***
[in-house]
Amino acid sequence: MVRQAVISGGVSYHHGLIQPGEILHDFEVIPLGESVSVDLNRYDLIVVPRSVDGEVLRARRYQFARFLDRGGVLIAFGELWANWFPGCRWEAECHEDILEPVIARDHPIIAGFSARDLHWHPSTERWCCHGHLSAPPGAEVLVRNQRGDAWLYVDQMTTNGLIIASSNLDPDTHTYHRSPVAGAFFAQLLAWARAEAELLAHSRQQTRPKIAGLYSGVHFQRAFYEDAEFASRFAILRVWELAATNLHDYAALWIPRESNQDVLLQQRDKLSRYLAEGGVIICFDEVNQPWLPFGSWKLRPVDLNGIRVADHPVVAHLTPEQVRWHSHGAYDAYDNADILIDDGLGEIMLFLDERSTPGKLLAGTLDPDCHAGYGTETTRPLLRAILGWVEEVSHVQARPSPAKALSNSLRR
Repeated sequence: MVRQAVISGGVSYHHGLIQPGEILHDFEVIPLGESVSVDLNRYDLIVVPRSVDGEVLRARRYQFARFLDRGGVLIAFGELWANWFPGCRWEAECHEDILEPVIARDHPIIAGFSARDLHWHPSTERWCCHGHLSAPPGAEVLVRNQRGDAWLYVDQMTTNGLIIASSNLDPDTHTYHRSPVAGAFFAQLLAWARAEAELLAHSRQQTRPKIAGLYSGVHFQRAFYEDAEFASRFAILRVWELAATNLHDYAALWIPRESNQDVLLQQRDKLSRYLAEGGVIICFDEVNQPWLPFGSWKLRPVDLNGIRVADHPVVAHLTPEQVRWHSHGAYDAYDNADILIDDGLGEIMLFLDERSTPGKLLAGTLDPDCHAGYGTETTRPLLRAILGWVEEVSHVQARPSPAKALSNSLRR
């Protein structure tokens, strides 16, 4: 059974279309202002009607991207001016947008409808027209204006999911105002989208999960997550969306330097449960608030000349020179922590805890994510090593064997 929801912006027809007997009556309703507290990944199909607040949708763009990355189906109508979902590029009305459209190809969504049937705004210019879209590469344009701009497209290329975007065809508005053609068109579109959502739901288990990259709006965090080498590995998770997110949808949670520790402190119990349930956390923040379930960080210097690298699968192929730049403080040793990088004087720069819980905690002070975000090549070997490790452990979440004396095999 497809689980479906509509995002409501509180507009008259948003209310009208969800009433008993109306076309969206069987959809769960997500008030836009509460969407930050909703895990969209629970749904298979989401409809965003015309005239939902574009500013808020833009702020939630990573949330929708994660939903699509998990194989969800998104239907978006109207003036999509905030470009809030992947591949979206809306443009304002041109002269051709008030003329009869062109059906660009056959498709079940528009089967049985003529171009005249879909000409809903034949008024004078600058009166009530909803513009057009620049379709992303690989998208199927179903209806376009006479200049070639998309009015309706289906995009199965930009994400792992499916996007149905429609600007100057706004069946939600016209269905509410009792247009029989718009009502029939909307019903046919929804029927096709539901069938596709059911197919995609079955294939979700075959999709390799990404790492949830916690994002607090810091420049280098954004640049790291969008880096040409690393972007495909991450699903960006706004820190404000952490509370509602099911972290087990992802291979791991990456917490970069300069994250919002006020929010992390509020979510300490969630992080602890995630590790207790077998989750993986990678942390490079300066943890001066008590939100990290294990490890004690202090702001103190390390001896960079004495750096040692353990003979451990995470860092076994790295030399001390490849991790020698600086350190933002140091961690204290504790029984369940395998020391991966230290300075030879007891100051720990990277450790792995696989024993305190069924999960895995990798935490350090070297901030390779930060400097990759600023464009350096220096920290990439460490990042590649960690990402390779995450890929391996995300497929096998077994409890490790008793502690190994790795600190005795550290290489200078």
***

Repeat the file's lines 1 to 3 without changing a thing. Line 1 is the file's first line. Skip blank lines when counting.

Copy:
[in-house]
Amino acid sequence: MVRQAVISGGVSYHHGLIQPGEILHDFEVIPLGESVSVDLNRYDLIVVPRSVDGEVLRARRYQFARFLDRGGVLIAFGELWANWFPGCRWEAECHEDILEPVIARDHPIIAGFSARDLHWHPSTERWCCHGHLSAPPGAEVLVRNQRGDAWLYVDQMTTNGLIIASSNLDPDTHTYHRSPVAGAFFAQLLAWARAEAELLAHSRQQTRPKIAGLYSGVHFQRAFYEDAEFASRFAILRVWELAATNLHDYAALWIPRESNQDVLLQQRDKLSRYLAEGGVIICFDEVNQPWLPFGSWKLRPVDLNGIRVADHPVVAHLTPEQVRWHSHGAYDAYDNADILIDDGLGEIMLFLDERSTPGKLLAGTLDPDCHAGYGTETTRPLLRAILGWVEEVSHVQARPSPAKALSNSLRR
Repeated sequence: MVRQAVISGGVSYHHGLIQPGEILHDFEVIPLGESVSVDLNRYDLIVVPRSVDGEVLRARRYQFARFLDRGGVLIAFGELWANWFPGCRWEAECHEDILEPVIARDHPIIAGFSARDLHWHPSTERWCCHGHLSAPPGAEVLVRNQRGDAWLYVDQMTTNGLIIASSNLDPDTHTYHRSPVAGAFFAQLLAWARAEAELLAHSRQQTRPKIAGLYSGVHFQRAFYEDAEFASRFAILRVWELAATNLHDYAALWIPRESNQDVLLQQRDKLSRYLAEGGVIICFDEVNQPWLPFGSWKLRPVDLNGIRVADHPVVAHLTPEQVRWHSHGAYDAYDNADILIDDGLGEIMLFLDERSTPGKLLAGTLDPDCHAGYGTETTRPLLRAILGWVEEVSHVQARPSPAKALSNSLRR